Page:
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A Slow And Steady Approach To Chemotherapy05:44
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Doctors first found a tumor in Nick Claudio's brain when he was 9 years old. Surgery to remove it caused him to lose his eyesight. Now 16, Nick still has tumors in his brain, but more surgery could cost him his hearing. He's now on a drug regimen known as "low-dose chemo." It's a gentler, steadier drug regiment that aims not to cure cancer but to keep it at bay. Doctors think it could help with a central challenge they face: that many cancers evolve and become resistant to treatment. (Joe DiFazio for WBUR)
Doctors first found a tumor in Nick Claudio's brain when he was 9 years old. Surgery to remove it caused him to lose his eyesight. Now 16, Nick still has tumors in his brain, but more surgery could cost him his hearing. He's now on a drug regimen known as "low-dose chemo." It's a gentler, steadier drug regiment that aims not to cure cancer but to keep it at bay. Doctors think it could help with a central challenge they face: that many cancers evolve and become resistant to treatment. (Joe DiFazio for WBUR)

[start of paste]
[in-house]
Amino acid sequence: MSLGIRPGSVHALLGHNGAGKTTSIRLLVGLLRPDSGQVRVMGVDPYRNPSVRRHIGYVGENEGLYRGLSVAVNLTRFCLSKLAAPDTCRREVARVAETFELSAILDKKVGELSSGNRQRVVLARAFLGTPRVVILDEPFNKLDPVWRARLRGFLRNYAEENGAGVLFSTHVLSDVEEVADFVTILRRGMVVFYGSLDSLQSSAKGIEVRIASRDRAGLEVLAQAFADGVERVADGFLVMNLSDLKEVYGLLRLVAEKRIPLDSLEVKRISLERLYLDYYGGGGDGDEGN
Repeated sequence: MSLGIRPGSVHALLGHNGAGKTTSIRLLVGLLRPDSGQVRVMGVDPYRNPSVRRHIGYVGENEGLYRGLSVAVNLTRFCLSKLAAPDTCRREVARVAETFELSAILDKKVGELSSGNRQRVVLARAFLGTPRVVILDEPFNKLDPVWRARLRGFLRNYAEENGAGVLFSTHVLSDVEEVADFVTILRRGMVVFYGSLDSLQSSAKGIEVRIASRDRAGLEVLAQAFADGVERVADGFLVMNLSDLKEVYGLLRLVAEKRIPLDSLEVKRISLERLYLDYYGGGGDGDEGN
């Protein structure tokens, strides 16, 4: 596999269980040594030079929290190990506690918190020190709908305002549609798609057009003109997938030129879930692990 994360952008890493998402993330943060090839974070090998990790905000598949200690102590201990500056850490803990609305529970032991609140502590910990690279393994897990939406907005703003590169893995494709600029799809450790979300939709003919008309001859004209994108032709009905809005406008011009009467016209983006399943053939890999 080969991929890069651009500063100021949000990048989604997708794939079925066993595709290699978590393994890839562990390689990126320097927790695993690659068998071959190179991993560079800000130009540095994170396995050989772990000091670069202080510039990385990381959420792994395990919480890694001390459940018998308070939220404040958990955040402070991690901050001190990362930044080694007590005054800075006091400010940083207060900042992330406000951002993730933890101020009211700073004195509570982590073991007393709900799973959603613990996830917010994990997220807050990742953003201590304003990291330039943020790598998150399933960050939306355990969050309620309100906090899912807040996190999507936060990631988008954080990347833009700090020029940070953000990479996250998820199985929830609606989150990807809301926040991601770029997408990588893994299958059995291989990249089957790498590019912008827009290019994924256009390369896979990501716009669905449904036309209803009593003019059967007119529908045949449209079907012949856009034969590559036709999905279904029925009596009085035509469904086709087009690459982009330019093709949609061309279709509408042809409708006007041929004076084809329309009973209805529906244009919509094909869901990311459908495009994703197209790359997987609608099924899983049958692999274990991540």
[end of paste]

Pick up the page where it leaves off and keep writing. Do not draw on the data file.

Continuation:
This article is more than 3 years old.

When doctors treat cancer with chemotherapy, they usually attack the tumor as aggressively as the patient can bear. Then, after a break, they do it again. And again.

But that hard-hitting chemo tactic can have a downside: a few resistant cancer cells may survive, and the cancer can come back.

Now some cancer specialists are trying a gentler, steadier kind of treatment that aims not to cure cancer, but to keep it at bay. Carey Goldberg (@commonhealth) from Here & Now contributor WBUR reports.

This segment aired on June 22, 2017.

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